Several strands are braided together in this performance. The first is the composer Pietro Vinci who was a composer in Lombardy. In 1580 a work of his was published that set 14 spiritual sonnets written by a woman to whom he refers as “the most illustrious and divine Vittoria Colonna.”
Vittoria was born in 1490 into the immensely powerful Colonna family in Rome. She married a Spanish nobleman at an early age and was widowed in 1525. A close friend of Michelangelo, not to mention kings and popes, Vittoria was wealthy enough to be able to make the unusual decision neither to remarry nor become a nun, but to live independently, pursuing her two passions of poetry and spirituality. She began writing posthumous poems for her husband but soon turned to spiritual sonnets. Vittoria was the first women to have a book of her poetry published in Italy, and her poems continued to appear in print after her death in 1547.
Lombardy was also the home of a family of builders who created some of the finest string instruments of the sixteenth century, another strand of our braid. Viols of various sizes were employed to play all sorts of music, certainly including vocal music, sometimes doubling voices, sometimes substituting for them. The instruments built in the C16 sound quite different from later models, and in this concert the viol players of Nota Bene are playing on copies of C16 viols from Lombardy.
And a third strand: Brandeis Professor Ramie Targoff wrote a biography of Vittoria Colonna that was published in 2018. The strands are braided together into this program: copies of viols from Lombardy performing music from Lombardy that sets spiritual sonnets written by the first published female poet.
Now to the music: three pairs of Vittoria’s spiritual sonnets, as set by Pietro Vinci, performed by a consort of five renaissance viols called Nota Bene, and five singers. This was a multi-media production with projections of art from Vittoria’s time.
Let’s begin with an early pair of sonnets. There was not time to have all the texts recited in both languages, but a compromise was reached so the listeners could hear some of the beautiful poetry and its translation
Pietro Vinci’s setting of a pair of spiritual sonnets by Vittoria Colonna, performed by 5 singers and the renaissance viol players of Nota Bene. The next pair of sonnets transports us to Advent, telling of the joy brought by the Star of Bethlehem to the hearts of the Three Wise Kings from the magnificent East.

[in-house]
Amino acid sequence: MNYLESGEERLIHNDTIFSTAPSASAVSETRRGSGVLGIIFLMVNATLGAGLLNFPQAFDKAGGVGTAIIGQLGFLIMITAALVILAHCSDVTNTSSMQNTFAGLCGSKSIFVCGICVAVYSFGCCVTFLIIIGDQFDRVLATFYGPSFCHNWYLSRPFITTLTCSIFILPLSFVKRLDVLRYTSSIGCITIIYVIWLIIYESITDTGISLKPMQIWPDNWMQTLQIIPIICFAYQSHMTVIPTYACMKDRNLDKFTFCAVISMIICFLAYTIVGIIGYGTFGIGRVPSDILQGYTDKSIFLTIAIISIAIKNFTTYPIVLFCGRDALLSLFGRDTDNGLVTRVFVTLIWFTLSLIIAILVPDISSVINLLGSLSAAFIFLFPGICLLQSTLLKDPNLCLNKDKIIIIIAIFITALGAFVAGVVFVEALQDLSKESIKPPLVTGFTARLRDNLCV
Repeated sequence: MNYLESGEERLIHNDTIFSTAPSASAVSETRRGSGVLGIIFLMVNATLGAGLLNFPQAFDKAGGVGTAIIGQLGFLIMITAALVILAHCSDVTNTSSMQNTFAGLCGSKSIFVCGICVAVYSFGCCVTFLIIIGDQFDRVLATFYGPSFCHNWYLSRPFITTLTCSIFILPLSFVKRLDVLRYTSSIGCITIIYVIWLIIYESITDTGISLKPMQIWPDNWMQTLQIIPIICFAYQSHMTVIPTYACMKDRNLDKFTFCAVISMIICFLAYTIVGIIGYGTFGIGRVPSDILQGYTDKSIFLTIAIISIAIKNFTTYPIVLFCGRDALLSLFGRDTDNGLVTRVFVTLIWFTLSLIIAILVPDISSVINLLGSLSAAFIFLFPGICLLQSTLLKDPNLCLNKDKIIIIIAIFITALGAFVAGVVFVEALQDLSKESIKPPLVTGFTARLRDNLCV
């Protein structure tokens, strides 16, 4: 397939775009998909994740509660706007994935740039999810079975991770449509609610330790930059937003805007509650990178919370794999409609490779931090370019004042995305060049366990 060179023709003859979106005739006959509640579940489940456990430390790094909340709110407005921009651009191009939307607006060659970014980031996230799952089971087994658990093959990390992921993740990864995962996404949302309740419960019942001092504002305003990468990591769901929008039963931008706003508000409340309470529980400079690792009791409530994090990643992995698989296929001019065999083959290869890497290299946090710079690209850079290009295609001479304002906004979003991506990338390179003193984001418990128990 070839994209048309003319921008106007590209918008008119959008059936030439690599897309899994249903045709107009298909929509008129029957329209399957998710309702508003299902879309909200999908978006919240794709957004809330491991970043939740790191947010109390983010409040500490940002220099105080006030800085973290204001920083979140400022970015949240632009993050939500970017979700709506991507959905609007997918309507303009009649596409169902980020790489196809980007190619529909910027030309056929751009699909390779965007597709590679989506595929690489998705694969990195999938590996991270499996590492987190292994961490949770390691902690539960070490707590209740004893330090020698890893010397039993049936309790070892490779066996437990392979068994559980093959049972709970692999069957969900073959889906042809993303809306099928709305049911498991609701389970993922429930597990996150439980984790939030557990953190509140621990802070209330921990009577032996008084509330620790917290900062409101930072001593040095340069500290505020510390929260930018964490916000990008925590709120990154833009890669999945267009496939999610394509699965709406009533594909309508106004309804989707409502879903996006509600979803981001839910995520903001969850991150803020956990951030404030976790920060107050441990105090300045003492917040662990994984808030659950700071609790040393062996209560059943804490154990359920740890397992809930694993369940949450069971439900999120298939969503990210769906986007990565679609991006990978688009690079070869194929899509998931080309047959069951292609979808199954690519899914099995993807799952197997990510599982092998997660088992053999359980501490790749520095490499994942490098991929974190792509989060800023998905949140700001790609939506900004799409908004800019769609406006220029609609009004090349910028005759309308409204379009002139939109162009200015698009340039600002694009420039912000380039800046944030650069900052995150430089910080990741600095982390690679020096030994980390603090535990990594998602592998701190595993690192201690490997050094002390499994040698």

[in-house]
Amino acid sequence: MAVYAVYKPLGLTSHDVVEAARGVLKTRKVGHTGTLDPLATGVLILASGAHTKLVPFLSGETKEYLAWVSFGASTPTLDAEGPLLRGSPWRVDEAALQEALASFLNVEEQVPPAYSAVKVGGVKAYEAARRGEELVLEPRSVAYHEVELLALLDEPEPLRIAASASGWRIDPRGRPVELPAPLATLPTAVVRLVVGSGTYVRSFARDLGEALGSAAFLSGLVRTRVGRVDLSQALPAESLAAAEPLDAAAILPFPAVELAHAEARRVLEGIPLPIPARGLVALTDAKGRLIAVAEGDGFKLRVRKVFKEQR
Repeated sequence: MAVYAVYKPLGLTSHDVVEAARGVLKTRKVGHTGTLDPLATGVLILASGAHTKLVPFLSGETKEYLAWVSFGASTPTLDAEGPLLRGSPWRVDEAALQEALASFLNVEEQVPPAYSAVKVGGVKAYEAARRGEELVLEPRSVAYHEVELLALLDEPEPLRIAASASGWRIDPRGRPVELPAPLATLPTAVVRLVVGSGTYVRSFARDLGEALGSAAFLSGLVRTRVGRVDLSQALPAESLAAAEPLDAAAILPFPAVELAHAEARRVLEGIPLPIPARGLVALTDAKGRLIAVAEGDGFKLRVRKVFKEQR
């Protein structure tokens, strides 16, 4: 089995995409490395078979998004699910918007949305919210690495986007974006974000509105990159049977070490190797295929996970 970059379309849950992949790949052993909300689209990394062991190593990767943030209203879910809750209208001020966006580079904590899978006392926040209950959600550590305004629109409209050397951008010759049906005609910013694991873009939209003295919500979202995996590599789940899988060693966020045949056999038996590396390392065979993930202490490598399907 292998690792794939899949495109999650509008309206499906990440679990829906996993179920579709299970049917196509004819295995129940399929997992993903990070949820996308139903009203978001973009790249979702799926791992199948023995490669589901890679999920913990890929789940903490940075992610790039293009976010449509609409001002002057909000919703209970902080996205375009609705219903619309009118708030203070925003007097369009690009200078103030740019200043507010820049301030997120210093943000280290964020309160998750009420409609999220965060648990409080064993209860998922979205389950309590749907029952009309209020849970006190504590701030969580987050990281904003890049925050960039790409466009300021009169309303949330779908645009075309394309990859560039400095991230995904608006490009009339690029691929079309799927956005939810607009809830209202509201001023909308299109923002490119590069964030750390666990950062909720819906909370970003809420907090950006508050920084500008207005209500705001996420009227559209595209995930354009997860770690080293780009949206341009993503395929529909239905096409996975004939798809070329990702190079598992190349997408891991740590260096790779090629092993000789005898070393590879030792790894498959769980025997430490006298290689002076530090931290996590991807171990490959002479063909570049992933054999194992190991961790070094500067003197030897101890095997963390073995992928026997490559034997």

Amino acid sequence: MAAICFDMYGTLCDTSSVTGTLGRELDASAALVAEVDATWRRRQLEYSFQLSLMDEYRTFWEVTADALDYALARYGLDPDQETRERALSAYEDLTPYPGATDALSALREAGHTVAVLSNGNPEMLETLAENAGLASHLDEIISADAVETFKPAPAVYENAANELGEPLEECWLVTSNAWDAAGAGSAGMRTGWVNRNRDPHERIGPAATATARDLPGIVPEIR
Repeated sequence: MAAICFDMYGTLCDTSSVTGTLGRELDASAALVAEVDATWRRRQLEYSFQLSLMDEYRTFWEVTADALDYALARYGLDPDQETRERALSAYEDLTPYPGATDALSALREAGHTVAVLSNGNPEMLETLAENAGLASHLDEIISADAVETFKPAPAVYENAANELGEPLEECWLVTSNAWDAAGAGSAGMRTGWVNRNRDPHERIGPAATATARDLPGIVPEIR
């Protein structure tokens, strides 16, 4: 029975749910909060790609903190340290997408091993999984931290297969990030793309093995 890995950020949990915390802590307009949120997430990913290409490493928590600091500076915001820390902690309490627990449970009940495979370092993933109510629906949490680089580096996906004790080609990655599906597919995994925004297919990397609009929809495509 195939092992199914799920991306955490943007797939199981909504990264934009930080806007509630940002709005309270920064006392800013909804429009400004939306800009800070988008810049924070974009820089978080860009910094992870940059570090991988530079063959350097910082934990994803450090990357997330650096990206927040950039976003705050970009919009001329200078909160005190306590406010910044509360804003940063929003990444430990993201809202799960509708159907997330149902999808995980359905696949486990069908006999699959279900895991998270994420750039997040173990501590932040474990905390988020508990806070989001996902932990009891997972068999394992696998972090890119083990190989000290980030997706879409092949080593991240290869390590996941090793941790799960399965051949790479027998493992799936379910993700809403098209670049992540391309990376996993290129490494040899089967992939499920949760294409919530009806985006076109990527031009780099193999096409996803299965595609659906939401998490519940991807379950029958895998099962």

At the end of Vinci’s collection is a pair of sonnets reflecting on the pure innocents suffering at the hands of King Herod, who by his actions confers upon them the fruits of eternal life. “The wings had hardly sprouted upon your shoulders, O sweet tiny cherubs,” says Vittoria, “than your very first flight raised you to the heavens.” You might even be able to hear the beating of their little wings!
You’ve been listening to late sixteenth century Italian music composed by Pietro Vinci setting the poetry of Vittoria Colonna, sung and played on copies of C16 Italian viols. The performances are drawn from a multi-media concert of all 14 pairs of spiritual sonnets that took place in Slossberg Recital Hall at Brandeis University in Waltham, Massachusetts on Sept 11, 2017. The viola da gamba players are Joanna Blendulf, Julie Jeffrey, Sarah Mead, Emily Walhout and – ok, I’m busted! – yours truly. The singers, from the highest voice to the lowest, are Anney Barrett, Alexander Nishibun, Jason McStoots, Michael Barrett, and Steven Hrycelak (HRICE-uh-lack). Sarah Mead was the creator and director of the project, which has now been recorded, and was kind enough to share this live performance with us.
We’d be interested to hear what you think about anything you’ve heard on this podcast. You can find Harmonia on Facebook, or leave a comment or question any time by visiting harmonia early music dot org and clicking on "Contact." This has been the Harmonia Uncut podcast, and I’m Wendy Gillespie, thanks for sticking it out all the way to the end!